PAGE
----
PHP programmers regularly use the functions (or more appropriately language constructs) like
require_once to insert useful codes in the flow of execution. Although these constructs are used quite interchangeably, there are actually significant differences among them. Although these differences are very well defined in PHP manual, I've noticed many programmers don't really consider these differences while coding. I hope this post will help them towards a better coding practice.
The difference include vs include_once and require vs require_once is obvious.
require allow you to insert a file multiple times within a single execution lifetime. On the other hand,
require_once make sure one file is inserted only once in a single execution lifetime, even if your CODE calls them multiple times.
Ironically, a little less obvious (and possibly more significant) difference is: include vs require or include_once vs require_once. Even though PHP's naming of these constructs are almost perfect according to their functionality, many PHP programmers, specially the beginners fail to realize the significant difference.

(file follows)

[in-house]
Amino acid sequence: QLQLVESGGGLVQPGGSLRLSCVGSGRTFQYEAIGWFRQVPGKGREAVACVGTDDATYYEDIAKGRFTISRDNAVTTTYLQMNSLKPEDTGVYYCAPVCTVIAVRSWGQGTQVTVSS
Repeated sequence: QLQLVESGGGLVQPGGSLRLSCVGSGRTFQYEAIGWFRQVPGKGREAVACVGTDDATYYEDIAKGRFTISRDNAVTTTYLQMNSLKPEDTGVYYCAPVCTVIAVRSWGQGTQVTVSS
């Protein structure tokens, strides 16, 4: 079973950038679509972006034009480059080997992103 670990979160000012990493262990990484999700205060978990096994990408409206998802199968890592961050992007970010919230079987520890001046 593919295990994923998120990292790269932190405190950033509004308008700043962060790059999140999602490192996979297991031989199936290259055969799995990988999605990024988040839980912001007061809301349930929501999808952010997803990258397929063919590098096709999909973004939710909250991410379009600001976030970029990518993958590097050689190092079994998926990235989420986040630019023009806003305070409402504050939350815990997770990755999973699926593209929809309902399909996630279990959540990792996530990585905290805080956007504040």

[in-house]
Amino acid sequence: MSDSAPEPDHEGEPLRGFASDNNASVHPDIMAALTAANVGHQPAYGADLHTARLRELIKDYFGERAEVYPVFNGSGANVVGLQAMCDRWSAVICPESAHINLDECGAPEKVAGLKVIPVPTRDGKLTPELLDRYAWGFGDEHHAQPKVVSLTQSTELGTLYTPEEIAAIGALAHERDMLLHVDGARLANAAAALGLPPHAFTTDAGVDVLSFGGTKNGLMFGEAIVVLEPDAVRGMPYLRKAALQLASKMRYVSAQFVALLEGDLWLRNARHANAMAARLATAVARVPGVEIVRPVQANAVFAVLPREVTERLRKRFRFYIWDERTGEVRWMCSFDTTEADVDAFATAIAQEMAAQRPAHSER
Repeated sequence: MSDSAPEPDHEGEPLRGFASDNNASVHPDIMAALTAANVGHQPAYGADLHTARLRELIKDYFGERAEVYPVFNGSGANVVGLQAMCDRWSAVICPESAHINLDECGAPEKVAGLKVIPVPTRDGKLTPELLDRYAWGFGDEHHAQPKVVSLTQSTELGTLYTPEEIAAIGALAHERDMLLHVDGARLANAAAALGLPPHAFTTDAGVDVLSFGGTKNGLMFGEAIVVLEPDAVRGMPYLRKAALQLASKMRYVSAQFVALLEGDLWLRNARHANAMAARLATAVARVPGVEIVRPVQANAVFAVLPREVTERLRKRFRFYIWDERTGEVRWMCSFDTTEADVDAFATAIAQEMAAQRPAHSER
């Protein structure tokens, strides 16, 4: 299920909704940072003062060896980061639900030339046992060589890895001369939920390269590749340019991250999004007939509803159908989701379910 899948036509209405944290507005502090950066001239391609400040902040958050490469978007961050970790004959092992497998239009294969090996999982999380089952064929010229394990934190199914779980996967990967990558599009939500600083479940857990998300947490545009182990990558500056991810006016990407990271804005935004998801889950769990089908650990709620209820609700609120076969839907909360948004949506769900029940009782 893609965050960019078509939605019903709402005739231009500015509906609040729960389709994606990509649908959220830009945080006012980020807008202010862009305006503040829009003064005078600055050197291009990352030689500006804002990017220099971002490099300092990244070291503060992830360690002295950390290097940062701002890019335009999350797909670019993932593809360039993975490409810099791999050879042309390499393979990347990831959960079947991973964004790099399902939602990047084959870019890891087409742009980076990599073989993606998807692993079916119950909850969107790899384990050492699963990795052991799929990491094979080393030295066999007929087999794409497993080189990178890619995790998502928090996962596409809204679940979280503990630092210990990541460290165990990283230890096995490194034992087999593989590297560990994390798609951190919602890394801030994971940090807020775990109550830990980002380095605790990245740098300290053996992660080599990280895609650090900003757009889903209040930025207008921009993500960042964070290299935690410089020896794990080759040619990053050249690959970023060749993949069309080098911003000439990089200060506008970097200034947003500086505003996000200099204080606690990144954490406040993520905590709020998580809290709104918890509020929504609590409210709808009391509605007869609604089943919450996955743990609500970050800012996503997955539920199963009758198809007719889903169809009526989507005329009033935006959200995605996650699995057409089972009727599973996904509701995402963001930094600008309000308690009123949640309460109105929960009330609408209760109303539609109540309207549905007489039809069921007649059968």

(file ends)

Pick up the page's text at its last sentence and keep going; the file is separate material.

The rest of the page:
As the name suggests, with
include, you simply include other files in the flow of execution. On the other hand, when you use
require, you not only include the file in the flow of execution, but also you tell PHP that the execution cannot be proceeded without this file. In more technical terms:
If PHP interpreter fails to include a file in response to a call of
include_once, a Warning in generated and execution continues without that file. Where as, failure to include a file called by
require_oncegenerates a Fatal Error and execution stops there.
Sometimes people compare
include or die(). However, that is not entirely correct as well. Because
include 'file' or die() will not generate
Fetal Error, but
require 'file' will, if the
file is missing or unreadable.
So in a normal scenario, where you want the execution to go on and show users the output, even if the file is accidentally missing or unreadable, use
On the other hand always use
require_once to include key files to the flow of execution. This will help avoid compromising your application's security and integrity, just in-case one key file is accidentally missing. Then use error_reporting(0) to suppress all the errors and use proper Error Handler to show appropriate information.
For more information checkout PHP manual.